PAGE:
The LHC and ITER project share many technologies, providing a natural basis for collaboration.
In November 2006, the last LHC dipole and quadrupole cold masses arrived at CERN, signalling the end of the industrial construction of the major components of the new 27-km particle collider (CERN Courier October 2006 p28 and January/February 2007 p25). The LHC then entered the installation and the commissioning phases. In the same month, at the Elysée Palace in Paris, the ITER Agreement was signed by seven parties: China, the EU, India, Japan, Korea, Russia and the US. The agreement’s ratification on October the following year marked the start of a new mega-science project – ITER, standing originally for the International Tokamak Experimental Reactor – that in many respects is the heir of the LHC. Both machines are based on, for example, a huge superconducting magnet system, large cryogenic plants of unmatched power, a large volume of ultra-high vacuum, a complex electrical powering system, sophisticated interlock and protection systems, high-technology devices and work in highly radioactive environments.
The two projects share many technologies and operating conditions and are both based on large international collaborations. These elements constitute the basis for a natural collaboration between the two projects, despite there being distinct differences between their managerial and sociological models.
In the years 2007–2012, CERN could not engage in new large projects, not only because effort was focussed on installation and commissioning of the LHC – and repair and consolidation (CERN Courier April 2009 p6) – but also because of budgetary constraints set by the repayment of loans for its construction. Many groups and departments at CERN faced a related reduction of personnel. In contrast, the new ITER organization had to be staffed and become immediately operational to organize the procurement arrangements between ITER and the domestic agencies acting for the seven members. Indeed, some new staff members were recruited from laboratories that had just finished their engagement with the LHC, such as the CEA in France and CERN itself. However, the number of staff, compounded by the need to train some of them, was not sufficient to satisfy ITER’s needs. For example, the ITER magnet system – perhaps the largest technical challenge of the whole project – required many further detailed studies before the design could be brought to sufficient maturity to allow hand-over to the domestic agencies for construction. The ITER magnet management was also interested in benefitting from the technical skills and project-management experience for large-scale procurement from industry that CERN had accumulated during construction of the LHC.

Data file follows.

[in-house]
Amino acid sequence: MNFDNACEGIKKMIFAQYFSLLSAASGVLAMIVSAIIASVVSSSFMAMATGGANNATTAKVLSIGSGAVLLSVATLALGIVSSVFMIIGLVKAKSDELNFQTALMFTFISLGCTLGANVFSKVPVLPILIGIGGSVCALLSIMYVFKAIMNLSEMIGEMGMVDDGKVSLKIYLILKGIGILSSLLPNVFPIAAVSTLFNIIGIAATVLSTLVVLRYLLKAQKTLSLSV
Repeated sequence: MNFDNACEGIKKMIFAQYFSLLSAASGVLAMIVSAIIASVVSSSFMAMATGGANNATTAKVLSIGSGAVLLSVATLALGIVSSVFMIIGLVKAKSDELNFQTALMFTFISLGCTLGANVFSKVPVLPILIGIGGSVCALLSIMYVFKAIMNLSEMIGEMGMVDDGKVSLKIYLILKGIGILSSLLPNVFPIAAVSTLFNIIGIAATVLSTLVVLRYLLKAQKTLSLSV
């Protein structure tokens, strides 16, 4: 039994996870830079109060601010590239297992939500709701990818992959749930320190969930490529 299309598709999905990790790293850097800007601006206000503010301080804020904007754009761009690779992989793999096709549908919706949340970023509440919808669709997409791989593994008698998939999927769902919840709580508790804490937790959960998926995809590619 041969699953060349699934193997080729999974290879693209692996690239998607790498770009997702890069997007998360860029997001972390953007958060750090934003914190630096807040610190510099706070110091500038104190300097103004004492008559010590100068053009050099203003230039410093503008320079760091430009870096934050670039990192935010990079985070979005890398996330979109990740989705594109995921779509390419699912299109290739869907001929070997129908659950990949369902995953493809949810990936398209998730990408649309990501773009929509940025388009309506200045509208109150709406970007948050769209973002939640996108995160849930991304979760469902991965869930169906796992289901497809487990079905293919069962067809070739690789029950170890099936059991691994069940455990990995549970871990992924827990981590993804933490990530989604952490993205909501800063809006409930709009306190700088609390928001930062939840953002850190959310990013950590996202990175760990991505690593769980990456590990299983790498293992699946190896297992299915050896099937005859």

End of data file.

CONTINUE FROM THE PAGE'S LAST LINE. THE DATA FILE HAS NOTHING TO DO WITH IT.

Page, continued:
In addition to the primary reasons for collaboration between CERN and ITER, there were additional reasons that made it interesting to both parties. For CERN there was the possibility of conducting R&D and studies in key domains, despite the lack of new projects and internal funding. Examples include:
- – the superconductor reference laboratory, set up for the ITER organization, which has proved to be useful for CERN’s internal programme, formally launched in 2011, for the new High Luminosity LHC;
- – qualification of new commercial nuclear-radiation-hard optical fibres, with measurements also at cryogenic temperatures;
- – design of high-temperature superconductor (HTS) 70-kA-class current leads, with sophisticated 3D simulations and experimental mock-ups;
- – setting up a unique high-voltage laboratory for cryo-testing insulation and instrumentation equipment;
- – new concepts and controllers for the HTS current leads and magnet protection units; and
- – activities in metallurgy, welding and material testing, which have helped to increase CERN’s already world-renowned competence in this domain.
The list could be longer. Only a minor part of the activity was supplying a “service” or the transfer of knowledge. In many cases the activity was new design, new R&D or validation of beyond-state-of-the-art concepts.